Should you even present a defense based on an alibi? There can be significant problems with an alibi defense and you need to consider if htis is the approach you really want to take. Alibi testimony is an important defense for an innocent defense, however some of the exceptional cases say otherwise and may lead to an assured jail sentence. Some accused have attempted to present an alibi defense and found out that that was not the right things to do and there were problems with the alibi defense. Consider the case where the accused had 11 witnesses who established that he was out of town for a two-day sporting event, supported by credit card receipts for his travel, meals, and other purchases on the trip. The prosecutor successfully argued that the witnesses were all liars or mistaken. Post-conviction dockets are littered with defendants who claim their attorney was ineffective because they did not present alibi defenses. Prosecutors focus on attacking family members (who are alibi witnesses) because it takes the attention away from weaknesses in their prosecution case. You better make sure the alibi is solid before using it.
Think about the situation where you are questioned by law enforcement and you present an alibi, but it turns out that you made an honest mistake and confused the dates. Not only will the prosecutor highlight this as a lie and an effort to deflect from the real facts and it also think of the damage when that mistaken alibi doesn’t check out.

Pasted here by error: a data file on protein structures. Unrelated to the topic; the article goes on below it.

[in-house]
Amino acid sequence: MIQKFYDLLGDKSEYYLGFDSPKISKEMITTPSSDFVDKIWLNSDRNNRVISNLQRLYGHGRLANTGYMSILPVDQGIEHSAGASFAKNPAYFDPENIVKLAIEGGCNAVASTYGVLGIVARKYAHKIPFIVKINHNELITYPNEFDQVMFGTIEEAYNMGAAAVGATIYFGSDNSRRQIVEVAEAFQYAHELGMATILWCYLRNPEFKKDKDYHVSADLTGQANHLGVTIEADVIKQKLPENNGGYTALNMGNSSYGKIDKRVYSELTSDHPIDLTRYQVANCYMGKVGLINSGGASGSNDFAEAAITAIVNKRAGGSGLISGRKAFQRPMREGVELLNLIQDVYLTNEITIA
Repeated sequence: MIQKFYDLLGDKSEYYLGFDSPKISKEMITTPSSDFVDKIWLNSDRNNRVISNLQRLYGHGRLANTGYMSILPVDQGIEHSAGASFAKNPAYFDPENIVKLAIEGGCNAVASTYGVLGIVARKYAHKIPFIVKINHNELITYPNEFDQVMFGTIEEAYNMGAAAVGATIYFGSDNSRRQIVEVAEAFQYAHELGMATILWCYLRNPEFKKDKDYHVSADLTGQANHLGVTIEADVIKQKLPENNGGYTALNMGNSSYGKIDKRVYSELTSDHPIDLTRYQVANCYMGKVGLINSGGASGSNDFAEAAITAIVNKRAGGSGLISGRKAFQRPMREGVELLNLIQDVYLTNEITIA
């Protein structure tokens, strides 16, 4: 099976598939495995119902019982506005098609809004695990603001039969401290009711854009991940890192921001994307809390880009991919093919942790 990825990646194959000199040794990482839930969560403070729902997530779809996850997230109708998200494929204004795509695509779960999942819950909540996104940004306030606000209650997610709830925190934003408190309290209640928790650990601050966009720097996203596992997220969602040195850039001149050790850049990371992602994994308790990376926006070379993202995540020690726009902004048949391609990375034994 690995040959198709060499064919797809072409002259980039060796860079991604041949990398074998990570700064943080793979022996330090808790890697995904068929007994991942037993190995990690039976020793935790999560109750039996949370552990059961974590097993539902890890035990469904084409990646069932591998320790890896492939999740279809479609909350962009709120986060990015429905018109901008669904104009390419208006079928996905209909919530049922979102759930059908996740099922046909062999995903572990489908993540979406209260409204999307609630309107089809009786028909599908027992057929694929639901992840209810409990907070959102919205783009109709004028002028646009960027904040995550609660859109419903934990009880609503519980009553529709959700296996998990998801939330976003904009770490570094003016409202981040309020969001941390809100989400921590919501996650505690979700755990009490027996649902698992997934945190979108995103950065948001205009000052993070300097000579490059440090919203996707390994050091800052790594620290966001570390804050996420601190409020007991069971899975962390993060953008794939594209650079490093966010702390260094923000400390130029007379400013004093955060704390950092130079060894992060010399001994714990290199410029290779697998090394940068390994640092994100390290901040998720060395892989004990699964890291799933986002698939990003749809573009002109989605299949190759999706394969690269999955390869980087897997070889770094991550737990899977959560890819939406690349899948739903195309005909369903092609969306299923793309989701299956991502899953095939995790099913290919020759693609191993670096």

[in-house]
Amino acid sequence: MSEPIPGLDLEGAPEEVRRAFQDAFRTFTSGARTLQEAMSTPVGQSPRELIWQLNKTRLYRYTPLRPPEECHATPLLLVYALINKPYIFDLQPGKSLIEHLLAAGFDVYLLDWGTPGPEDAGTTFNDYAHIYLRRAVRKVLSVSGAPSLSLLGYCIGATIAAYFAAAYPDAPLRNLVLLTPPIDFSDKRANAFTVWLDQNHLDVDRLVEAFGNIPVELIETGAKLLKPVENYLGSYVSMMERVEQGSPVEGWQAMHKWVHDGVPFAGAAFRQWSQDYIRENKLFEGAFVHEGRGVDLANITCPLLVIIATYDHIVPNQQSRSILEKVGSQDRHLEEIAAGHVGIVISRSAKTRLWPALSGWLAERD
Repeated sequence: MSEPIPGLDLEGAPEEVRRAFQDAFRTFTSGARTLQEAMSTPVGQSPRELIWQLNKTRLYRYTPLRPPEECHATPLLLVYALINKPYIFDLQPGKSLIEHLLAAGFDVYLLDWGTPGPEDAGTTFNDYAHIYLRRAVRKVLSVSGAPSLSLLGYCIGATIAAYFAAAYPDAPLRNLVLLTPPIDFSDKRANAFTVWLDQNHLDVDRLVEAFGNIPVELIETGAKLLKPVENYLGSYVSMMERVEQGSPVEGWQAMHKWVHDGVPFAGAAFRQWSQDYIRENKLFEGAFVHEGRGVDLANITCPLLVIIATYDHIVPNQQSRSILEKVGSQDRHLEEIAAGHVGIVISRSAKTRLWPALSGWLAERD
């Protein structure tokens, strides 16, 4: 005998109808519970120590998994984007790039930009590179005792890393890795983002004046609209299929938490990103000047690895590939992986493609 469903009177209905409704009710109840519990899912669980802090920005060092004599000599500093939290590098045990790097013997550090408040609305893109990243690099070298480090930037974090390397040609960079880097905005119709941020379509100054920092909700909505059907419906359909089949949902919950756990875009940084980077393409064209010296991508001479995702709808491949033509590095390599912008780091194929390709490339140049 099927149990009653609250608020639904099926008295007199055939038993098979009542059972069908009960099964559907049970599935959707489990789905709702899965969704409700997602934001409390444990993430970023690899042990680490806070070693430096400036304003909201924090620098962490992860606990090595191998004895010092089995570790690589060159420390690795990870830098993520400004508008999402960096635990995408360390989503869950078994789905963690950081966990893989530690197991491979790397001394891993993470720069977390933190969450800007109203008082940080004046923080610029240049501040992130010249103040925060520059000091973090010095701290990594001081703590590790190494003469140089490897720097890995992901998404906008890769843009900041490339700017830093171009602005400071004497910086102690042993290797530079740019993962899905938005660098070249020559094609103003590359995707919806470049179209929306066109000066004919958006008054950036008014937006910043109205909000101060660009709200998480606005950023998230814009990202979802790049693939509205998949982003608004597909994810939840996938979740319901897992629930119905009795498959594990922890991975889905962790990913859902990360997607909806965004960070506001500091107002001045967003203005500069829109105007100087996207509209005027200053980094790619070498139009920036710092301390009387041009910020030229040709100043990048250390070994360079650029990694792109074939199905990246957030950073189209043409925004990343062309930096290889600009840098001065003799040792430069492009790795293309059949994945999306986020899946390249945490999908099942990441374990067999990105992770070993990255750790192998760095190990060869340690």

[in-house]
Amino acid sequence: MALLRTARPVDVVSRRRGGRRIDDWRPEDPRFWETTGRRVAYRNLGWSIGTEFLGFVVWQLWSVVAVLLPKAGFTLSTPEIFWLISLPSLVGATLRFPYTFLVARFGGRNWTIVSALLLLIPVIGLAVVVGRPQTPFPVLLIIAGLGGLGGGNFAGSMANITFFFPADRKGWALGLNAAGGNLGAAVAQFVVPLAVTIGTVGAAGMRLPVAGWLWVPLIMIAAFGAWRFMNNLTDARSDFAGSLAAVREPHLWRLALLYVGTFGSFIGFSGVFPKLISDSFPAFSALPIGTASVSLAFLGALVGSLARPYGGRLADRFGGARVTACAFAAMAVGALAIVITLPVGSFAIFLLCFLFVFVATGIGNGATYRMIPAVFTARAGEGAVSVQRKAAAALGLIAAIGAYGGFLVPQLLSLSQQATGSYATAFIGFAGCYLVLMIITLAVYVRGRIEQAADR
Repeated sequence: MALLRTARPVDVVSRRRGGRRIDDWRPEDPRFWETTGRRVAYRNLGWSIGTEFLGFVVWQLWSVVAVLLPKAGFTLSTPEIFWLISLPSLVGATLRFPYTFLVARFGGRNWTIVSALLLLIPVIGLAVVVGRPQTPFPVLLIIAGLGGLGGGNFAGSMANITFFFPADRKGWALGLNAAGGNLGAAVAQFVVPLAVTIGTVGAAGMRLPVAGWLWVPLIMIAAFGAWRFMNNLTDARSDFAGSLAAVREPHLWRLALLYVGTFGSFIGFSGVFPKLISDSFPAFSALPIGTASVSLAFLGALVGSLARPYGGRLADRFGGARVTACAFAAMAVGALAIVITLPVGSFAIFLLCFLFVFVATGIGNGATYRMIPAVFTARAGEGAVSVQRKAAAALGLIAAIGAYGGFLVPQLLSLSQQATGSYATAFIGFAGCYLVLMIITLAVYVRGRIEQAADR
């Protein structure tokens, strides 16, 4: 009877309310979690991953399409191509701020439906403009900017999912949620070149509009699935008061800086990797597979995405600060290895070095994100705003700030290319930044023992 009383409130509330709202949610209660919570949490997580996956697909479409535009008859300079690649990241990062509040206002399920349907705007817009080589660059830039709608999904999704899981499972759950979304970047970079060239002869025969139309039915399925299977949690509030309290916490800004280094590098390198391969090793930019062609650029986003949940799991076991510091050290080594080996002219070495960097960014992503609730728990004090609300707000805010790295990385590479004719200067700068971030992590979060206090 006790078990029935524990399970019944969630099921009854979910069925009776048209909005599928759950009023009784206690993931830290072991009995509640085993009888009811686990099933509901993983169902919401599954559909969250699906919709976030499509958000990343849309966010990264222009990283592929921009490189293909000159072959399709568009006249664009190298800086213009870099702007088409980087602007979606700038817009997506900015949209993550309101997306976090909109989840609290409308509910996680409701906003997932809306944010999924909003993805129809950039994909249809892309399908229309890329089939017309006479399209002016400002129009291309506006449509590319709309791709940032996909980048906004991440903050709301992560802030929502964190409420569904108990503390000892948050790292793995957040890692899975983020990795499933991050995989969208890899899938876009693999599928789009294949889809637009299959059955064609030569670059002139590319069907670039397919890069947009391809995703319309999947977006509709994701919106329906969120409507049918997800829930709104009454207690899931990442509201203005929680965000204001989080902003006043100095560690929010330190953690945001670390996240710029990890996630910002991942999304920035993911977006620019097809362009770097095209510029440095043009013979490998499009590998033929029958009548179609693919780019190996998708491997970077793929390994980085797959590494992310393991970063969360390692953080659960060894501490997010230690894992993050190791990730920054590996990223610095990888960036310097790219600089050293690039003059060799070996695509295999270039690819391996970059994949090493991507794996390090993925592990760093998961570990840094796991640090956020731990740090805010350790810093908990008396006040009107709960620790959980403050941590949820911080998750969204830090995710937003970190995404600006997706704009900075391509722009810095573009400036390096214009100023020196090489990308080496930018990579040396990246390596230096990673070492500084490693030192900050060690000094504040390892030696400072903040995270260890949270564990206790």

Interrogators are sometimes trained to present a completely fictional event, like a car accident, that supposedly happened at the time and place of the alleged crime to see if the suspect will believe the false event and add it to their story.
What about my right to remain silent and not give any information to the police? Think about this situation contained in a Connecticut Supreme Court case (State v Ghere):
“Although we do not believe that an alibi witness has a duty to report an alibi story to the police or, for that matter, to any other person, a witness in many instances naturally may be expected to convey such information, especially when the witness is friendly with the accused…. Failure of the witness to do so would, under [those] circumstances, constitute grounds for impeachment [because the failure to report an alibi under such circumstances is] relevant on the issue of credibility or, more specifically, the issue of fabrication.”
Because an alibi is not a traditional affirmative defense it is a response to the prosecutor’s case. Défense attorneys are advised to exercise extreme caution in choosing alibi witnesses. This advice even applies to friends and family members of the accused. They should be advised to not seek out alibi witnesses. Defense counsel should, however, seek evidence to support the alibi (receipts, video, cellphone records, location tracking information, etc.) and fully document how the evidence was obtained and preserved. A proper and complete investigation should be conducted.
Alibi witnesses need to be fully prepared. Take a look at my next article which addresses some of that preparation strategy.